- Anticipate the need. Unfortunately, many library policies are a direct result of a problem or even a crisis rather than a result of careful planning and foresight. A better way to identify need for particular policies is to anticipate problems and write policies before the problems occur. Although each library board should develop its own policies, sometimes it is helpful to review policies from other libraries before getting started. Iowa Library Services has some links to library policies on its website, http://www.statelibraryofiowa.org/ld
- Gather the facts. Most policies will grow out of recommendations from the library director. Your director is in touch with trends, problems and issues that require policies. Depending on the nature of the policy, you may want to seek legal counsel.
- Evaluate the proposed policy. Is it:
- Necessary or is the issue already covered in another policy?
- Consistent with the mission statement?
- Compatible with other policies?
- Consistent with local, state and federal law? Review the policy to determine whether any provisions would be illegal under Iowa or federal law. For example, a library policy of "no animals or pets allowed" must provide an exception for Seeing Eye dogs and other support animals.
- Practical, enforceable and affordable?
- Reasonable (including reasonable penalties)? Let's say a library board decides to set the library's hours as 10:00 a.m. to 11:30 a.m. Monday through Friday." Although it would not be illegal to set such hours, a court could find the policy to be unreasonable because, in effect, it denies library access to citizens who work or go to school during the day. The library board should also examine proposed policies to determine if any penalties are unreasonable. For example, it would be reasonable for a "no skateboarding in the library" policy to include a "penalty" that violators would be asked to leave for the rest of the day. It would not be reasonable to penalize the skateboarding patrons by banning them from the library "for the rest of their lives."
- Measurable? It is difficult, if not impossible, to enforce a policy fairly if the policy and penalty are not quantifiable. Policies should be written clearly so that library board members, library staff, and library patrons can read a library policy and know what constitutes a "violation" of the policy. For example, if a library has a policy which states that patrons will lose their borrowing privileges if they have "too many overdue books for too long," the definitions of "too many" and "too long" are not clear and may result in unfair application when interpreted by different staff members. On the other hand, a quantifiable policy states that patrons will lose their borrowing privileges if they have "library material which has been overdue for three weeks or longer and if the patron has not returned the material or paid the replacement cost or made arrangements with the library for payment."
- Broad enough to cover the subject completely?
Finally, could there be discriminatory application of the policy? In order to be legally enforceable, library policies must be applied fairly to all patrons. Courts will invalidate library policies which are not applied equally to all patrons and are used to discriminate against certain groups of patrons. For example, a "no sleeping" policy might be enforced against homeless patrons but not against other patrons (such as the mayor) who drift off while reading in a comfy chair. Some libraries might have "no noise" policies which they enforce only against tables of giggling adolescents but never against tables of loud-speaking adults.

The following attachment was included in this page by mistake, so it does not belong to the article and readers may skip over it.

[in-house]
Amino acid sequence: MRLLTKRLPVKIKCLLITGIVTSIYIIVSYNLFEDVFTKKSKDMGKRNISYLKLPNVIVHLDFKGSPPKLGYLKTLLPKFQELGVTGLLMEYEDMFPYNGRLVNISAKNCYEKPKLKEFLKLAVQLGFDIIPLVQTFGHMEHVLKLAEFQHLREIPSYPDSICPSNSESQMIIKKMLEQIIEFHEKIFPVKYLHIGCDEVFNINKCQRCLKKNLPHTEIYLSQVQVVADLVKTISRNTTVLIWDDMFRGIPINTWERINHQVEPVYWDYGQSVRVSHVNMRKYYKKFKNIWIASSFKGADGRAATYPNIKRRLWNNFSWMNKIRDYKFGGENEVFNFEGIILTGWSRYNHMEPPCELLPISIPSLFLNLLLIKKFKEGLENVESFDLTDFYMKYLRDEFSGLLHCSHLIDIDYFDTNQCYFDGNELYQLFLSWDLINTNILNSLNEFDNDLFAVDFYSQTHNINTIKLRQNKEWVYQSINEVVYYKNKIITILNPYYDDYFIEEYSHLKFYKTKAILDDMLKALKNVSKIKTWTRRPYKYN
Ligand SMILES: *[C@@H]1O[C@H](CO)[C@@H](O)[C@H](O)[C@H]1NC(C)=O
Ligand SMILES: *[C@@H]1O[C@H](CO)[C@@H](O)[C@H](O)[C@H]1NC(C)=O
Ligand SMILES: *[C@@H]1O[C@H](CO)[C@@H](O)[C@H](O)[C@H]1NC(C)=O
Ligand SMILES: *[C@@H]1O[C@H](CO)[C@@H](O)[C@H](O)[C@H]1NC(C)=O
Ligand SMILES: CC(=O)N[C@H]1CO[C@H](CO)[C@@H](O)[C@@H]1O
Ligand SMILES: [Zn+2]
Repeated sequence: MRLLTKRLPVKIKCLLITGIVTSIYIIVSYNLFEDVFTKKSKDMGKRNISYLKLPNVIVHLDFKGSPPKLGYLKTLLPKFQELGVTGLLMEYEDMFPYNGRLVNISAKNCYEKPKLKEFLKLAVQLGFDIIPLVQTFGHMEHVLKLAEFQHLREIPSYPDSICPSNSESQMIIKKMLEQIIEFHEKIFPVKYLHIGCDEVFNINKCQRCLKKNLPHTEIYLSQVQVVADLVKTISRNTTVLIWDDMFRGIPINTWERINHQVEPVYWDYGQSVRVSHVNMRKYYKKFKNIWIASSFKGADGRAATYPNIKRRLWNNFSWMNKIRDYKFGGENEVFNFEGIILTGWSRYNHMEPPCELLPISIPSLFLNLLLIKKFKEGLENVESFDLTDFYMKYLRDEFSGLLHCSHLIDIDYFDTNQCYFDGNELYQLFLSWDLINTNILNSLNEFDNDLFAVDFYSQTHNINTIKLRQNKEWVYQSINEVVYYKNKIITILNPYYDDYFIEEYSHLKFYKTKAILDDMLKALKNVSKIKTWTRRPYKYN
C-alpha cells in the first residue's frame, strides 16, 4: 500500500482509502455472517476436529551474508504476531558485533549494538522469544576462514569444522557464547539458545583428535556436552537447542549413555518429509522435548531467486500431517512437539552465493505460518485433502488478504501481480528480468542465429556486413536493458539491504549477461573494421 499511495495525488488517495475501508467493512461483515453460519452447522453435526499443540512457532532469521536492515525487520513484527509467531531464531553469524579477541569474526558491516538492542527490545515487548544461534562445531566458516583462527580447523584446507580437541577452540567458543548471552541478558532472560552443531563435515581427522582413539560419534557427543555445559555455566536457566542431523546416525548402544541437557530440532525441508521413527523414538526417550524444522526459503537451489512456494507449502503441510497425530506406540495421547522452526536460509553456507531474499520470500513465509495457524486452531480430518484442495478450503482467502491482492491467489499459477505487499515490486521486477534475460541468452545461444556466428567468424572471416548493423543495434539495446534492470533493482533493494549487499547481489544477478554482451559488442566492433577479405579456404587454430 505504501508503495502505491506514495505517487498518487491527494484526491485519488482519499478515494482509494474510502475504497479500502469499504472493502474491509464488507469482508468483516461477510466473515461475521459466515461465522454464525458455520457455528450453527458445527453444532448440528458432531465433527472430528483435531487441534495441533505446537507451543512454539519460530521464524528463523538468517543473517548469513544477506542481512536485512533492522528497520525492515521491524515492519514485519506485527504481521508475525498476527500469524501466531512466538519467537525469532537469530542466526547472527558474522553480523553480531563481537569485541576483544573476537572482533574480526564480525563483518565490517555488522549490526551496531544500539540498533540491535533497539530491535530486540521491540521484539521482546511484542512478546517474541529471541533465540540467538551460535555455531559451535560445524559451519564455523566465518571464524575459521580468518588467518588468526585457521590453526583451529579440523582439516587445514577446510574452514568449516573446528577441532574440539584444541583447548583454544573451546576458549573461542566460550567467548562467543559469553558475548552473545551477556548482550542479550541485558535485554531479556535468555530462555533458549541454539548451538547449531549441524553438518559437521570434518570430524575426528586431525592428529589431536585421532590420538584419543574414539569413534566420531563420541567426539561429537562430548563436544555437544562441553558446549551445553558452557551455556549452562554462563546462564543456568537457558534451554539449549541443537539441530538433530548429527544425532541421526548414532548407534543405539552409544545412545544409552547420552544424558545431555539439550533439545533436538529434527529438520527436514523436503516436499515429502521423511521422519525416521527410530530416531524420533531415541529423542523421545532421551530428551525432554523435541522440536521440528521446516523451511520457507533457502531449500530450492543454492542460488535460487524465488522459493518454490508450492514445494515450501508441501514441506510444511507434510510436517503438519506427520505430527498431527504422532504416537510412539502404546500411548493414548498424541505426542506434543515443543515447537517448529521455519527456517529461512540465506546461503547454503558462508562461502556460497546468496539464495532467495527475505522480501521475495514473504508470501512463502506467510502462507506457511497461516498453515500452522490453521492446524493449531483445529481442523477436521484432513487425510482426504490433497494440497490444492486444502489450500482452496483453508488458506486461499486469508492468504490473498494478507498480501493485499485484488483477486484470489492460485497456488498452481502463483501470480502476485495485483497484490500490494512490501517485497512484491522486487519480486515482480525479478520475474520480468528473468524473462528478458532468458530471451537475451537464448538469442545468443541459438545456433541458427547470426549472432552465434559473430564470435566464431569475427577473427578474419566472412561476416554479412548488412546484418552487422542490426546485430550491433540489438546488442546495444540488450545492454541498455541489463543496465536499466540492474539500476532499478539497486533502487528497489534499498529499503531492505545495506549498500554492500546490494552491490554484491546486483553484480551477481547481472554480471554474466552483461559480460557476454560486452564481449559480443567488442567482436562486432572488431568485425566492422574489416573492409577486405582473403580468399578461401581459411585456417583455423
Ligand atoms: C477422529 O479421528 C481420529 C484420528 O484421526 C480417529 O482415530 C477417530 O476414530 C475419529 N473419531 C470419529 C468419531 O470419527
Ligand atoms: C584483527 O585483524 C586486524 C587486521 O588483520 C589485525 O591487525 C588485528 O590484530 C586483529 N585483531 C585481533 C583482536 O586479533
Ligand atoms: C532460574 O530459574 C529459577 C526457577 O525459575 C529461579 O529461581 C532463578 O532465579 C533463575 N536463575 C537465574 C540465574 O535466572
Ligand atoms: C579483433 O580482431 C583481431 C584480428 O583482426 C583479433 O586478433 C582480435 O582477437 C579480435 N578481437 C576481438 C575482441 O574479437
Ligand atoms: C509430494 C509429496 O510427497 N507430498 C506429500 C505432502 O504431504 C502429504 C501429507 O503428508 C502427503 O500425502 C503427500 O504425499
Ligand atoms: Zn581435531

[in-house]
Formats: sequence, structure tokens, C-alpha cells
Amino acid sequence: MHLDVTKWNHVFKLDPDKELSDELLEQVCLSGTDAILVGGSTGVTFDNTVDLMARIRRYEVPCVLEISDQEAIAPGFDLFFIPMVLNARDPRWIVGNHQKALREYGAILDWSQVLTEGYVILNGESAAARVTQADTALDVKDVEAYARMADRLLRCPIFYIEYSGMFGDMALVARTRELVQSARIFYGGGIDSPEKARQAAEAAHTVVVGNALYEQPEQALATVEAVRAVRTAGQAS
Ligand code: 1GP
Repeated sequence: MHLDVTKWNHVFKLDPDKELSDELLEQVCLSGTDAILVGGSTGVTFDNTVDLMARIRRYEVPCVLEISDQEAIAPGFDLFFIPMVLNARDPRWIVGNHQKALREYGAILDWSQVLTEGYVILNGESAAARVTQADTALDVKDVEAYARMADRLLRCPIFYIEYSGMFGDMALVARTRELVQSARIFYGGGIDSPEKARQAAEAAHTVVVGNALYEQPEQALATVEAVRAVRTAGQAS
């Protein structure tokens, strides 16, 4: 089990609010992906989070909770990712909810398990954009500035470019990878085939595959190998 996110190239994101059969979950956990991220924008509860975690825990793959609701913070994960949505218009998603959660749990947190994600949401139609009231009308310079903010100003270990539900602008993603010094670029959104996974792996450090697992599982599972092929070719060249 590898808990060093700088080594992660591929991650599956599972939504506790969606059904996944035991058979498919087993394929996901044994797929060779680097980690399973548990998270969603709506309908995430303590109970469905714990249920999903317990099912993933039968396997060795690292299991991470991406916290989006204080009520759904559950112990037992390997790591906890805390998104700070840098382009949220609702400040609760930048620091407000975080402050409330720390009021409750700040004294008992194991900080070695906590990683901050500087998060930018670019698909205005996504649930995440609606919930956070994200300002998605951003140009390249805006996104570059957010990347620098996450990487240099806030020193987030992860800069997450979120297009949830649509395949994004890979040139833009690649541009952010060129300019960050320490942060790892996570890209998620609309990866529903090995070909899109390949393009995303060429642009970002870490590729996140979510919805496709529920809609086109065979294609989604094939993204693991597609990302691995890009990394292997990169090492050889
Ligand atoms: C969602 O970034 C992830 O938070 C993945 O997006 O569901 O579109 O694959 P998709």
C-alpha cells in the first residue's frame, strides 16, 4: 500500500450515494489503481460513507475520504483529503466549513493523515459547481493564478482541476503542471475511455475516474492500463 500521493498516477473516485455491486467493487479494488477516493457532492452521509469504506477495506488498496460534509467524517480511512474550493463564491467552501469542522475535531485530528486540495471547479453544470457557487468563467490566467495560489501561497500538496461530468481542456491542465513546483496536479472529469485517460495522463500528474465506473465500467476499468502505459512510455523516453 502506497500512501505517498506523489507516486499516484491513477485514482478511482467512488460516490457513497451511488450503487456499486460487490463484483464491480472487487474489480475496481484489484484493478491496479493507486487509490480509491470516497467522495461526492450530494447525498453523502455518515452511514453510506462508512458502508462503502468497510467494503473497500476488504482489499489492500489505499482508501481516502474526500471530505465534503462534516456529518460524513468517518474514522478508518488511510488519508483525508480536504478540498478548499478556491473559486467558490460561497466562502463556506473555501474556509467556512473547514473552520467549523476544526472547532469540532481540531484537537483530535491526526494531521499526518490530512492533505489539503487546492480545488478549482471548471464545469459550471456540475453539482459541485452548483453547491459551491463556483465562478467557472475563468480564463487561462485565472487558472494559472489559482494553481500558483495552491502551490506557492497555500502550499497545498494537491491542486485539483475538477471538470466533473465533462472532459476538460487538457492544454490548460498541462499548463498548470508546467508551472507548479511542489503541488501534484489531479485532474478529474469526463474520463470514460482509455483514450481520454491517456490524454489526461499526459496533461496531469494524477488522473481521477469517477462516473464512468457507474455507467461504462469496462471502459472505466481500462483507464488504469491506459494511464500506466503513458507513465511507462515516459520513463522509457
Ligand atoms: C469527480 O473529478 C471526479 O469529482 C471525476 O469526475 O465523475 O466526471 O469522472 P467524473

Write the policy. The actual wording of the policy is best left to the library director or a task force of board members and the director. The actual policy may come to the board and back to committee for revision several times before it’s finished.
Adopt the policy. Final approval of the written policy is a board responsibility.
Establish a schedule for policy review. Policies can become out of date. Regular review of board policies help keep them current and at the same time keep board members informed. The recommended way to review policies is to date every policy and revision to the policy and establish a review date. Then, make sure the board or a committee of the board examines each policy on or before that date and approves any changes. This makes it much less overwhelming.
When reviewing and rewriting existing policies, ask whether there is still a viable reason to have the policy in the first place. Some boards have eliminated long-standing policies which have outlived their original usefulness and have opted instead for a more positive image for the library in the community. These include policies such as overdue fines, rental fees, and restrictions of number of materials borrowed at one time.
Place the policies in one manual. The manual makes the process of learning board policy simpler for new board members and it makes application and interpretation of policies easier. A manual also makes the process of review and update of board policies much easier.
Make the policy manual available to the staff and the public at large. A paper copy of the policy manual should be available at the library; also put library policies on your website.